Eight sophomores and juniors selected for this year's Norton Fellowship Program will embark upon their summer community engagement projects when classes end this month.
Junior Sarah Gyurina will organize a four-week summer activity program for girls aged 9–12 years old in her hometown of Melrose, Mass. Her idea is to provide enrichment for underserved girls, especially in the areas of leadership and empowerment, through fun and creative activities.
Junior Louisa Gao will expand on a project she started a year ago working with senior citizens who live in care homes in her hometown of Beijing, China. While at home during school breaks last year, Louisa helped several senior residents to create photographic "memory books," which stimulated their memories and were a source of enjoyment for everyone involved in the project. Louisa plans to include more senior citizens this summer and to enlist the involvement of students from her previous school. She also plans to improve her photography skills by shadowing a professional photographer.
Juniors Sarah Olender of Ellington, Conn. and Hayley Stewart of Bloomfield, Conn., were inspired to apply for a fellowship by their shared concern for children ensnared in human and drug trafficking rings. While on an international education trip to South Africa organized by Loomis' Alvord Center for Global & Environmental Studies, the two students learned about human trafficking in that country. When they returned to the United States, they learned through further exploration that human trafficking is an international problem and exists in towns and cities across Connecticut. Both residents of Connecticut, Sarah and Hayley plan to meet with local individuals and organizations knowledgeable about child trafficking in the state, and educate themselves about the scope of the problem as well as possibilities for aiding people that it affects. Sarah and Hayley will chronicle their findings in a documentary video and plan to form a student-run organization to support at-risk Connecticut youth.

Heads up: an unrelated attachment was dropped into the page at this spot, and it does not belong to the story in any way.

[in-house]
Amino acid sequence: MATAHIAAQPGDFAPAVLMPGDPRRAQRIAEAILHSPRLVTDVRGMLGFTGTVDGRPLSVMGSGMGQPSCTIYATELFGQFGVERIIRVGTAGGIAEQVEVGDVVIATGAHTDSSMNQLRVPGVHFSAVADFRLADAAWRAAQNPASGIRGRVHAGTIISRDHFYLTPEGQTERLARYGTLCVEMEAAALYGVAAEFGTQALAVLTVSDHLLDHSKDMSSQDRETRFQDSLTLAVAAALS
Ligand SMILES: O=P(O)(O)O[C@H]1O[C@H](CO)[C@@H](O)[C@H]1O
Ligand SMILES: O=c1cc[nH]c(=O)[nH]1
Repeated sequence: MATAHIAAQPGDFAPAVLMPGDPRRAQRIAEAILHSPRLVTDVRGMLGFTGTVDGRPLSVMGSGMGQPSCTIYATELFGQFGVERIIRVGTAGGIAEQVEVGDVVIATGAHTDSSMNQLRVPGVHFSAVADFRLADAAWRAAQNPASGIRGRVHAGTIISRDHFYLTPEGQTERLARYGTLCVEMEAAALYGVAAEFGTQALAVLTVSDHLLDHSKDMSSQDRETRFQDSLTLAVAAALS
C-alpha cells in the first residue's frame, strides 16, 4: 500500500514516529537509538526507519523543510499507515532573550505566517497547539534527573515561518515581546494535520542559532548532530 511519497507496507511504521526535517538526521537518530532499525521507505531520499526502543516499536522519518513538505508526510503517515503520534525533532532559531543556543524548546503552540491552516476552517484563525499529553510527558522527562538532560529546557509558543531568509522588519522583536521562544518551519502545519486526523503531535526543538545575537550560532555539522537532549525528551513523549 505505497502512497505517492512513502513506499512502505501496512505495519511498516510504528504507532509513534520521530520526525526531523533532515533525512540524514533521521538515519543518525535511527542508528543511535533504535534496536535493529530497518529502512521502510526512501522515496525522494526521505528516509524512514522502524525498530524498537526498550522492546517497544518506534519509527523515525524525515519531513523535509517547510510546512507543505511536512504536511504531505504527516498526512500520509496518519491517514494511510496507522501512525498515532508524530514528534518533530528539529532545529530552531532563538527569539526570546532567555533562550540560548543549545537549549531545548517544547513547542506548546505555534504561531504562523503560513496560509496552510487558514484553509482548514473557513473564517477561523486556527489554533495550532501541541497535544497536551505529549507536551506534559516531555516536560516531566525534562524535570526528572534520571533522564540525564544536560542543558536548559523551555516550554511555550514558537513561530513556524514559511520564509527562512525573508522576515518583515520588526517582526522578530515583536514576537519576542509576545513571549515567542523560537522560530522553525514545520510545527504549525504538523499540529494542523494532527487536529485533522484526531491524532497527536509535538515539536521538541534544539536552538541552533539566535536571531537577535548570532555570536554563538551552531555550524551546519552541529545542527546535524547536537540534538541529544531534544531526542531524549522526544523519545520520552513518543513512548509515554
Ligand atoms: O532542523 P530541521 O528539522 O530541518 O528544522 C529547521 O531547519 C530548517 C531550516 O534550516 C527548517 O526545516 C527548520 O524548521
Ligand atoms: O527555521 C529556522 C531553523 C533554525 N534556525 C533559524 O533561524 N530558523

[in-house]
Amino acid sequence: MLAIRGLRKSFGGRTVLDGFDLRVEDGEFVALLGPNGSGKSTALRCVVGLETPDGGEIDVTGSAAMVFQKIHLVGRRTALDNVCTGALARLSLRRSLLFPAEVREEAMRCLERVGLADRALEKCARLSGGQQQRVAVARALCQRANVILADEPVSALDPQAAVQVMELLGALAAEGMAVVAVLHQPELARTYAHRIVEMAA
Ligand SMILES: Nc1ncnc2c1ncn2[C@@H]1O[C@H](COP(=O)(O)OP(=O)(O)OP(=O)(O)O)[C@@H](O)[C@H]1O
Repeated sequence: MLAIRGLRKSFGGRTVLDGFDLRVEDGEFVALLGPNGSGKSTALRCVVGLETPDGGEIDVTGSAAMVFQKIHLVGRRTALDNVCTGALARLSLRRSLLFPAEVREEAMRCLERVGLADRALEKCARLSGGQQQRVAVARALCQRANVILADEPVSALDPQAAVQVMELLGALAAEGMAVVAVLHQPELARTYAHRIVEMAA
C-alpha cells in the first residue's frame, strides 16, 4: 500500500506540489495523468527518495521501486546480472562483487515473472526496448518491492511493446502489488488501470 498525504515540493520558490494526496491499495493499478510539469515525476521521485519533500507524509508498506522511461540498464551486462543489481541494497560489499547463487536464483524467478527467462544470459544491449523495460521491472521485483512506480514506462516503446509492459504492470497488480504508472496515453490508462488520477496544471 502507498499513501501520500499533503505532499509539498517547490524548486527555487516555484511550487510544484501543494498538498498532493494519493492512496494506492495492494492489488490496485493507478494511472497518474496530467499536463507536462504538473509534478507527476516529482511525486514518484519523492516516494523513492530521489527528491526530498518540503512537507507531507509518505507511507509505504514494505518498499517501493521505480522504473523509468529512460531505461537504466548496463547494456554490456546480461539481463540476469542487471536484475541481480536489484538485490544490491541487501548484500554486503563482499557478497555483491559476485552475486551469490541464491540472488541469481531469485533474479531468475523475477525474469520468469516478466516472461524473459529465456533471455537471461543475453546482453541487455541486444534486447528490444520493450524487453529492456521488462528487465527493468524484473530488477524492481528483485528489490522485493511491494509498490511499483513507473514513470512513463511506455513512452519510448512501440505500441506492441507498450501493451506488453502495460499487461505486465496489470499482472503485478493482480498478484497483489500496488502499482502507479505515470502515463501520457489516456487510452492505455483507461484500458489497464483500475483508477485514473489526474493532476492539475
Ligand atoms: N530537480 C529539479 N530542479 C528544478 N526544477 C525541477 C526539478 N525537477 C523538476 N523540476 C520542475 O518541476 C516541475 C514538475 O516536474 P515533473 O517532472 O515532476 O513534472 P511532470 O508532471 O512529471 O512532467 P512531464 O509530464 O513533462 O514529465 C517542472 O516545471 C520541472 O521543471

Junior Julia Rubeck's church in Hatfield, Mass., regularly provides aid to families in need during the holidays. However, families sometimes have to pick up and move at a moment's notice for any number of reasons, including seeking refuge from domestic violence. Working with a church volunteer, Julia plans to help establish a retail "store" that will stock household items needed to set up a home on short notice and provide these items at no charge to needy families. Julia also plans to organize a fundraising, grand-opening event.
Sophomore Molly Forrester will study the effects of music on the minds of people with dementia and work with a professional at the memory care unit of Seabury Retirement Community in Bloomfield, Conn., to offer individuals with dementia musical interludes they might enjoy. As part of the project, Molly plans to provide residents with iPods and headsets loaded with music with which they are thought to have had connections. Molly was inspired to pursue the project by time spent with her late grandmother, who had dementia.
The fellows met on Wednesday in the Norton Family Center for the Common Good to provide overviews of their projects and share their goals with each other.
Norton Family Center Director Eric LaForest instructed the fellows about managing their time, staying connected to the Norton Center faculty, and dealing with budget and finances. He wished them success and said he hoped the experience will inform how they may continue to engage in their communities."We are excited that you will walk away from this project not just having helped others, but with a set of skills that will carry you forward," Norton Center Associate Director Molly Pond said.
Both directors said they were impressed with the proposals this year and are excited to learn about the fellows' discoveries and experiences throughout the four- to six-week projects.
Connect to the Norton Family Center page of the Loomis Chaffee School website to learn more about the Norton Fellows Program.